Josh Norman Says He's Being Targeted with NFL Banning Bow-and-Arrow Celebration

Scott Polacek@@ScottPolacekFeatured ColumnistAugust 6, 2017

FILE - In this Oct. 2, 2016, file photo, Washington Redskins cornerback Josh Norman (24) celebrates his interception with a
Chuck Burton/Associated Press

Washington Redskins cornerback Josh Norman is not pleased the NFL will prohibit his bow-and-arrow celebration during the 2017 season.

According to John Keim of ESPN.com, league official Carl Johnson visited Washington's camp Sunday and explained any type of celebrations involving imaginary weaponry use will be flagged—whether performed on the field or sideline.

"You're just picking on one person here," Norman said, per Keim. "[Brandin] Cooks has been doing it for years, and now all of a sudden you want to quit and stop it? Why is that?"

Norman also pointed to stadium celebrations in New England and Tampa Bay involving shooting a cannon and musket and wondered "If one of them is bad and looked at as dangerous, how come not all of them are looked at in that way?"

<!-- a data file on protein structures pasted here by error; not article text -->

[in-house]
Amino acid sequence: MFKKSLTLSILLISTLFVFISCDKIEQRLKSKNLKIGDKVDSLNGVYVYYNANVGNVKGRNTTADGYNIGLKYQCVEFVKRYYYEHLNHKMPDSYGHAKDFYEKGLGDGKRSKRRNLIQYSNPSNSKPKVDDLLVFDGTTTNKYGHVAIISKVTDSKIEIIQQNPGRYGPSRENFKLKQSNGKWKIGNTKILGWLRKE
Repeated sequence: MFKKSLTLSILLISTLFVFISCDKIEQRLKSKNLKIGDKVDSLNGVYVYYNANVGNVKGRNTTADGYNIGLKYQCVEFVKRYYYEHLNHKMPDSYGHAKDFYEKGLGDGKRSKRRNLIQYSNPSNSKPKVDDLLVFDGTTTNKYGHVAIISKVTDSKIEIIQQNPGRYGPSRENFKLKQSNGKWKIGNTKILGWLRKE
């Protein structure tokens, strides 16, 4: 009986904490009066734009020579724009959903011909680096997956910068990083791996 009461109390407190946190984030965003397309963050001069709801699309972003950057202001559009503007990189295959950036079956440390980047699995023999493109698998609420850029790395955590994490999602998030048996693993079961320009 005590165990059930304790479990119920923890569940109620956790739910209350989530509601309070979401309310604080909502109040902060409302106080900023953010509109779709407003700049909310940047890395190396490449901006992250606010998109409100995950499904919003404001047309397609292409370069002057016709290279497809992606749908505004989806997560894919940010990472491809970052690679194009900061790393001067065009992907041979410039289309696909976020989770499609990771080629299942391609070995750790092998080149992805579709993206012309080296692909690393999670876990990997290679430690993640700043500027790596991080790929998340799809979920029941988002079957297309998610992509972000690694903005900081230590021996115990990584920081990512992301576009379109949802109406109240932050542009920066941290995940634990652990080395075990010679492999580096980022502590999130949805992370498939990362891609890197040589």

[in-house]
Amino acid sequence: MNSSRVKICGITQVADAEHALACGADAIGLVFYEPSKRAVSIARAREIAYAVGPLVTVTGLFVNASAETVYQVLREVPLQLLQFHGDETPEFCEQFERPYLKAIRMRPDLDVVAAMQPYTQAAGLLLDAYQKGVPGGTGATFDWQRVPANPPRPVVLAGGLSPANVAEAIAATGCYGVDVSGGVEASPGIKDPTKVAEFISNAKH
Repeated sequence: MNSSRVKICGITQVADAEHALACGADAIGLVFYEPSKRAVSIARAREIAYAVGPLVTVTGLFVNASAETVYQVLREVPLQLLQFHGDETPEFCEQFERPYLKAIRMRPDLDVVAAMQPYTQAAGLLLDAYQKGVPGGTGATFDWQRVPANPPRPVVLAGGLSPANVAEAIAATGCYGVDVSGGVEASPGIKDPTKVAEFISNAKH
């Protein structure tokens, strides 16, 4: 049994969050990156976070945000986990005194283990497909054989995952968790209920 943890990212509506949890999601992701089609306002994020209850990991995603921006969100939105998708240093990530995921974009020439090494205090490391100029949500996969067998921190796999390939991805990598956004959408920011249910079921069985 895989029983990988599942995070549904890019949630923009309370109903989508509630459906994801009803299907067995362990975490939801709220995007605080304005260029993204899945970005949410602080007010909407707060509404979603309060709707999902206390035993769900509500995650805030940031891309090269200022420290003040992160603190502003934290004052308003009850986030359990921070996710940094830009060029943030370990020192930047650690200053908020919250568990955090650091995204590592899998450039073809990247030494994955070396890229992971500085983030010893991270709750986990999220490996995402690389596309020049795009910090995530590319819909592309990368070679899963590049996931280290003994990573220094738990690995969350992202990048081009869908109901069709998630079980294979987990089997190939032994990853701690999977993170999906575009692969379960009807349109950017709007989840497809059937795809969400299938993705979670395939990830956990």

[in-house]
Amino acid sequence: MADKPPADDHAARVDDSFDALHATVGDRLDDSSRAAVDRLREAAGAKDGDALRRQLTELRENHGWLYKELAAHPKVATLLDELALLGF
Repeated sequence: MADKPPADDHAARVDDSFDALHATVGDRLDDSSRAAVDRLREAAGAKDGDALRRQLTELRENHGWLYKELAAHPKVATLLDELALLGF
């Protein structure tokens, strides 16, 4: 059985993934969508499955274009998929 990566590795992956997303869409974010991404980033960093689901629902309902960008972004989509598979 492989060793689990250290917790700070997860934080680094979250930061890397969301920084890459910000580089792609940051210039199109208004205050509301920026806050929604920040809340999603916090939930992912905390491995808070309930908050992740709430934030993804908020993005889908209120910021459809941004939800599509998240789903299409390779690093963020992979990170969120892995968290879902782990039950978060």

Keim noted the cornerback was fined $10,000 and penalized after performing his bow-and-arrow celebration during a game against the Cleveland Browns last season, so the idea of him drawing a flag for the demonstration is not new.

"It's not like you're shooting at somebody," Norman continued. "You're shooting up. It gets the crowd excited, something to where everyone's getting pumped up, so why take that away? What for?"

The 2015 First Team All-Pro member is widely considered one of the best players in the league at his position and had reason for celebration after each of his seven interceptions over the last two seasons. 

According to Mark Chichester of Pro Football Focus, Norman's allowed passer rating of 74.3 ranked 14th among the league's qualified cornerbacks last season. If he continues to play at an impressive level and make plays worthy of celebration, he will have to come up with a new demonstration for the upcoming season if he wants to avoid a penalty.